We were a bit sick of going by bus from city to city and everything started to blend, so we decided to hire a van in Berlin and take it through Poland. We wanted to have a bit more freedom and spend time in some of the many national parks that Poland has. We hired the van for three weeks without even considering what the weather was going to be like. Turns out, October is already freezing in Poland! Like colder than a Melbourne winter and it is only autumn for them. The first week in the north was particularly bad, with some nights getting to zero and days barely reaching one degree.
As we got to the south in the second week, the temperatures were warmer- 12 in the day, 6 at night- and to us that actually felt sooo warm, when at home we would normally be freezing to death. Pretty crazy how quickly your body adjusts to the climate!
But in the end, we decided to give our van back about five days early. Although we saw almost everything we had planned, we had also planned to spend a few nights in each national park and do some more walks, but with the freezing temperatures, it just wasn’t possible. We had pictured chilling out a bit more, but we couldn’t sit outside of the van. We were exhausted from lack of sleep, sick of being cold and on top of that, we were desperately missing the luxuries of regular showers and clean clothes (all the campsites with facilities closed for winter at the beginning of October. Like I said, there was minimal thinking through for this trip). All of our ‘campsites’ were actually petrol stations, where we’d park our little van up with the massive trucks or we would just find a place in the middle of nowhere.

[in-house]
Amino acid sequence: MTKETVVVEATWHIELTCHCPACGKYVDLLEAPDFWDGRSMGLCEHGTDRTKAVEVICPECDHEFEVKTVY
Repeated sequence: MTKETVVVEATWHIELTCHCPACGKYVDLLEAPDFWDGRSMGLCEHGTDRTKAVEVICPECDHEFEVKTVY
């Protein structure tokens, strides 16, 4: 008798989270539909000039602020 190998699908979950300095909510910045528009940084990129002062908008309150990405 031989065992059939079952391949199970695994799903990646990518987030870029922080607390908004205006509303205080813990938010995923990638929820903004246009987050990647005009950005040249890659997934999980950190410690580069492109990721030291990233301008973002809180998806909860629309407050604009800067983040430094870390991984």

But it wasn’t all horrible! We actually had a really good time and a lot of laughs (Matt not so much when the camp stove took an hour to cook eggs). On our very first day, we had a bit of a problem when we (Matt was driving, I’d like to point out) decided to take the van off road a little bit in a national park, onto some sand. Big mistake. We got bogged of course and tried everything to get it out. Then we decided to start walking to town, which was about an hour away and by town, I mean a few houses that are sort of near each other. But lucky for us, after about 10 minutes, we saw the headlights of a car! We ran down to where they had parked and then found three old Polish guys, who spoke not one word of English.
Thanks to a bit of improvising and Google translate, we told them what we had done and knew they understood when they started laughing. But they were old school Polish men who get shit done, so of course they had all the necessary know-how and equipment to get us out of there! We learnt our lesson after this and stuck to the paved roads.
Biebrzanski National Park
We have to say that Auschwitz was a lot different than we expected. Of course it was incredible to see the buildings, knowing what happened here, but the mood of the whole place was just not right. It has become such a major tourist attraction that it seems to have lost much of its meaning. There were far too many HUGE tour groups that came in by the bus load, many of them rowdy school kids who didn’t take any of it seriously, of course. Apparently they cap how many people are allowed in each day, but it didn’t seem like it.
We were expecting a quiet, sombre place where people were reflecting on what occured here (which is what I have experienced at other camps I have visited), but instead it was just like any other tourist attraction, which is unfortunate.
KLODZKO (tiny town)
STOLWE MOUNTAINS NATIONAL PARK